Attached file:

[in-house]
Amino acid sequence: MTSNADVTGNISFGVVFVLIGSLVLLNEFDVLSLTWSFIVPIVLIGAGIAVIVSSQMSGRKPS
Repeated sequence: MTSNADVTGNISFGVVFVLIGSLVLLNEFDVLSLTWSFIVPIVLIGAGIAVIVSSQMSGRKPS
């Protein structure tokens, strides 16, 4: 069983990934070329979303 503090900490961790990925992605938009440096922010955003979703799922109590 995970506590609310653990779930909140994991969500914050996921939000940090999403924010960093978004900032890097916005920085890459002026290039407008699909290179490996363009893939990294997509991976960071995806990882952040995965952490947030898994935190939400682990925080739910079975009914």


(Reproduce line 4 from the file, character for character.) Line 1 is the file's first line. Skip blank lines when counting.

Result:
């Protein structure tokens, strides 16, 4: 069983990934070329979303 503090900490961790990925992605938009440096922010955003979703799922109590 995970506590609310653990779930909140994991969500914050996921939000940090999403924010960093978004900032890097916005920085890459002026290039407008699909290179490996363009893939990294997509991976960071995806990882952040995965952490947030898994935190939400682990925080739910079975009914």